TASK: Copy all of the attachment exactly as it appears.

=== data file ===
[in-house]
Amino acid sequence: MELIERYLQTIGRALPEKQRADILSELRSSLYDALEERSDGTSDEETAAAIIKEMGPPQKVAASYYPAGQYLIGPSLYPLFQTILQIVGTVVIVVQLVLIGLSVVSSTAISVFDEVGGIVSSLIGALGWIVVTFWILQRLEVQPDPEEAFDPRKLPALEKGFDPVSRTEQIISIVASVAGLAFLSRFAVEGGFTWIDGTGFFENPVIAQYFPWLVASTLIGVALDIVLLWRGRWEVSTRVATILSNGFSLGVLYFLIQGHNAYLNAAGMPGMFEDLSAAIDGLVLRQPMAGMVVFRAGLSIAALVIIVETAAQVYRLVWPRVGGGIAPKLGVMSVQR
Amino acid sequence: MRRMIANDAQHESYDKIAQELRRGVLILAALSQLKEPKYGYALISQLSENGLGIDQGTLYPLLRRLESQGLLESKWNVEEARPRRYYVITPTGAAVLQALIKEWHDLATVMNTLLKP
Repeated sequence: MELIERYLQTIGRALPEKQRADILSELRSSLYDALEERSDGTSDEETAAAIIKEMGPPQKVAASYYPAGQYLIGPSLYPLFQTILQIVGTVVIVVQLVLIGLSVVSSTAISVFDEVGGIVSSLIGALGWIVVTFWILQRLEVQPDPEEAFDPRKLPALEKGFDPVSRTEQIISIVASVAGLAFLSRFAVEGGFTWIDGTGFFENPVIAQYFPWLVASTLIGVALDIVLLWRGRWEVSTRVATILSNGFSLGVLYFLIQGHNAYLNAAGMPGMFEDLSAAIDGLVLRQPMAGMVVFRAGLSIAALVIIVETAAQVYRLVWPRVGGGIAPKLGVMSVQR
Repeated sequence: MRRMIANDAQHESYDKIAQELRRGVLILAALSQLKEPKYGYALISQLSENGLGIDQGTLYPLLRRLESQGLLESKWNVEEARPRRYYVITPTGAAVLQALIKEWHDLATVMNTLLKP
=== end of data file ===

[in-house]
Amino acid sequence: MELIERYLQTIGRALPEKQRADILSELRSSLYDALEERSDGTSDEETAAAIIKEMGPPQKVAASYYPAGQYLIGPSLYPLFQTILQIVGTVVIVVQLVLIGLSVVSSTAISVFDEVGGIVSSLIGALGWIVVTFWILQRLEVQPDPEEAFDPRKLPALEKGFDPVSRTEQIISIVASVAGLAFLSRFAVEGGFTWIDGTGFFENPVIAQYFPWLVASTLIGVALDIVLLWRGRWEVSTRVATILSNGFSLGVLYFLIQGHNAYLNAAGMPGMFEDLSAAIDGLVLRQPMAGMVVFRAGLSIAALVIIVETAAQVYRLVWPRVGGGIAPKLGVMSVQR
Amino acid sequence: MRRMIANDAQHESYDKIAQELRRGVLILAALSQLKEPKYGYALISQLSENGLGIDQGTLYPLLRRLESQGLLESKWNVEEARPRRYYVITPTGAAVLQALIKEWHDLATVMNTLLKP
Repeated sequence: MELIERYLQTIGRALPEKQRADILSELRSSLYDALEERSDGTSDEETAAAIIKEMGPPQKVAASYYPAGQYLIGPSLYPLFQTILQIVGTVVIVVQLVLIGLSVVSSTAISVFDEVGGIVSSLIGALGWIVVTFWILQRLEVQPDPEEAFDPRKLPALEKGFDPVSRTEQIISIVASVAGLAFLSRFAVEGGFTWIDGTGFFENPVIAQYFPWLVASTLIGVALDIVLLWRGRWEVSTRVATILSNGFSLGVLYFLIQGHNAYLNAAGMPGMFEDLSAAIDGLVLRQPMAGMVVFRAGLSIAALVIIVETAAQVYRLVWPRVGGGIAPKLGVMSVQR
Repeated sequence: MRRMIANDAQHESYDKIAQELRRGVLILAALSQLKEPKYGYALISQLSENGLGIDQGTLYPLLRRLESQGLLESKWNVEEARPRRYYVITPTGAAVLQALIKEWHDLATVMNTLLKP